By Father Bob McConaghy
I arrived in the Philippines in September of 1999. My bishop had given me permission to minister for five years, and I looked forward to being here.
But when I arrived, I realized very acutely that this would be my first Christmas away from home. I noticed that Christmas music was already playing in the malls, and so I tried to avoid listening to it. I knew the season was going to be kind of lonely for me, so I avoided listening to songs and hymns like “Silent Night.”
From September to November, however, I adjusted. I lived in an apartment across the street from Greenbelt Chapel and I got involved with a prayer community called Emmanuel.
The community invited me to celebrate Mass at a place called Masigla, a home for street children. There were 33 girls there between the ages of twelve and eighteen. I accepted the invitation even though I was uncomfortable because I didn’t know the local language. I wondered whether these children would be afraid of me, understand me, or react negatively to me.
But I was surprised.
The Mass at Masigla
When we got to Masigla on that first Saturday of Advent for the Mass and Christmas party, they welcomed me and made me feel very much at home. They took my hand and had big smiles on their faces. I even heard the confessions of four or five of them. I could understand them and their English, and they could understand me.
For the Mass, they had a beautiful setup in a huge yard. When you have a Mass and a Christmas party for teenagers, you normally want to get through the Mass quickly so they can start the party immediately. But that wasn’t the case here.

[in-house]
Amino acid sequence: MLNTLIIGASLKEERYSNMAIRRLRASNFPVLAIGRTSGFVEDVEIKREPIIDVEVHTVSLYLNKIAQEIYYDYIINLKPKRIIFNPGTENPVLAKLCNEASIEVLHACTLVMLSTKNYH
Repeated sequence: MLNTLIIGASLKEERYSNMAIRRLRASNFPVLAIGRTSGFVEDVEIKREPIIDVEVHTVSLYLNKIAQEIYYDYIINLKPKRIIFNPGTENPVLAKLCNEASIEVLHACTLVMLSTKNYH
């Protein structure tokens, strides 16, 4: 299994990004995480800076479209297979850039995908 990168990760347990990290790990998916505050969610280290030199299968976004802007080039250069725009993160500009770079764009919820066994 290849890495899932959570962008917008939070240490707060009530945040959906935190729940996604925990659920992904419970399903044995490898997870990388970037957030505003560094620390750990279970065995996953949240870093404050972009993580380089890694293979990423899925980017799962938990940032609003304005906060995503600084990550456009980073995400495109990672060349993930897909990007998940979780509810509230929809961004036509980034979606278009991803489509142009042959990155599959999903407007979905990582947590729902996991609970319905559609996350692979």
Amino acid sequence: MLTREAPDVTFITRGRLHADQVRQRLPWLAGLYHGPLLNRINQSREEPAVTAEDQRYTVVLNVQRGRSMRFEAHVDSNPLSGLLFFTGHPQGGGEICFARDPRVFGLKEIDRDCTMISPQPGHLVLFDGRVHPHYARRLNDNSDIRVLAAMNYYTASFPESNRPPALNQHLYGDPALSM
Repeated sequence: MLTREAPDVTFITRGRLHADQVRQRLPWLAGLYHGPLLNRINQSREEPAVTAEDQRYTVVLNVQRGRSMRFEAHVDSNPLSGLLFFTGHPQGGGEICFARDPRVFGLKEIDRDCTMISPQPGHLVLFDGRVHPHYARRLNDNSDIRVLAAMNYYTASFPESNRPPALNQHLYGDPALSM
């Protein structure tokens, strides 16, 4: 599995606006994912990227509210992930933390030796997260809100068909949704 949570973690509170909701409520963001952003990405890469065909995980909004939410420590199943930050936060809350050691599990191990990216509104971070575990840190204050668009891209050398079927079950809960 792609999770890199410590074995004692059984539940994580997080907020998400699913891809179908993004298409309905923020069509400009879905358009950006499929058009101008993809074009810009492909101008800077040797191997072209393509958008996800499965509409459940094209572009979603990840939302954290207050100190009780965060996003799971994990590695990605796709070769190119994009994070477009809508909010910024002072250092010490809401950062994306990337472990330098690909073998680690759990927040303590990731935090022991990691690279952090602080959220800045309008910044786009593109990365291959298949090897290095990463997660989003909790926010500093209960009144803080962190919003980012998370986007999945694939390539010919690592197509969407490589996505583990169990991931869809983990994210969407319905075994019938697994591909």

The girls had everything organized. They had a choir. They had two girls to do the readings. They had three or four to bring up the gifts at the Offertory. And during that Mass, they paid close attention and were overtly prayerful. That impressed me.
After the Closing Prayer, and just before the Final Blessing, I said, “Girls, because Christmas for me was always the possibility of snow, midnight Mass, and being with my family for a few days, I knew it was going to be a different case this year. So you and I have something in common. We’re not going to be with our families. But how about this? On Christmas Day, I will come back here. We’ll have another party, we’ll have Christmas Mass, and we’ll spend the day together. I want to get to know each of you a little bit better.”
Oh, they were so happy that they applauded!
At the back of my mind, I said, I’m going to make this a really good Christmas for them.
So I asked my friends back in America to send me money and, with the help of the women members of Masigla, shopped for dresses, shoes, or whatever gift the girls wanted. They were wrapped and delivered to my apartment on Christmas Eve.
Christmas Eve and Christmas Day
That was my loneliest Christmas Eve ever. I went out but there was nobody on the streets. Everything was closed, except for 24/7 convenience stores. I called my family, wished them all a Merry Christmas, and for the first time since I was eight years old, I went to bed before midnight.
The next morning, it was cool outside and the sky was Blessed Mother blue. The members of the prayer group picked me up, loaded all the presents into the back of the van, and headed to Masigla.